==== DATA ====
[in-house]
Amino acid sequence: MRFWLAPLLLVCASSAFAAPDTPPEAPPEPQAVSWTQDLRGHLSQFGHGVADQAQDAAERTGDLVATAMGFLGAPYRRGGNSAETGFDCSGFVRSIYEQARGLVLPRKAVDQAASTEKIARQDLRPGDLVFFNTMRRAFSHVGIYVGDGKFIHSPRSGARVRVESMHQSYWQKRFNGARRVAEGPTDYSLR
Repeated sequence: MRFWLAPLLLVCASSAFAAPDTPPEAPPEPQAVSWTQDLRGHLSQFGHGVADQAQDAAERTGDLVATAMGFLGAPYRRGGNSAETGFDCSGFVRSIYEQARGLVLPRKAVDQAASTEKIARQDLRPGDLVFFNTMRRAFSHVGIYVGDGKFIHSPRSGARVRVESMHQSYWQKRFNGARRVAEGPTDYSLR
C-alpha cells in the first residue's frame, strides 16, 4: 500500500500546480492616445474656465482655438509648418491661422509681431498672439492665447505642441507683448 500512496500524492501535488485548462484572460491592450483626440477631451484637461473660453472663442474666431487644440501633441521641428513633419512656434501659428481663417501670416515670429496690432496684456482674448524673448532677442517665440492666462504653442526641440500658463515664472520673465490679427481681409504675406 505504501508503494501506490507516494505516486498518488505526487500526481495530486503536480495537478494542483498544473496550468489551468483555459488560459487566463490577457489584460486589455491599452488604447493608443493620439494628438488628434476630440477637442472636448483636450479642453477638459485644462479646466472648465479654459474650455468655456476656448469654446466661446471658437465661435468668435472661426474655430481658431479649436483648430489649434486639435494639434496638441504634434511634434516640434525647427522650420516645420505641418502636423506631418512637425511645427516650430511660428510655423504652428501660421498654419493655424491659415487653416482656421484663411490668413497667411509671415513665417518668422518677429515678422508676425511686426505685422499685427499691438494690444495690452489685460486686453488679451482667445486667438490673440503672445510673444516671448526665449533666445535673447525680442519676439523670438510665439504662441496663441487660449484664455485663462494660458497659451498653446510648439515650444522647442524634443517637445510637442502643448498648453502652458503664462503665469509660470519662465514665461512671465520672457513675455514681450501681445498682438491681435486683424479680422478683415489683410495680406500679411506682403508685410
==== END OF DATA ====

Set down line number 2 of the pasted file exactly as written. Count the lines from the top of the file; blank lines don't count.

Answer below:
Amino acid sequence: MRFWLAPLLLVCASSAFAAPDTPPEAPPEPQAVSWTQDLRGHLSQFGHGVADQAQDAAERTGDLVATAMGFLGAPYRRGGNSAETGFDCSGFVRSIYEQARGLVLPRKAVDQAASTEKIARQDLRPGDLVFFNTMRRAFSHVGIYVGDGKFIHSPRSGARVRVESMHQSYWQKRFNGARRVAEGPTDYSLR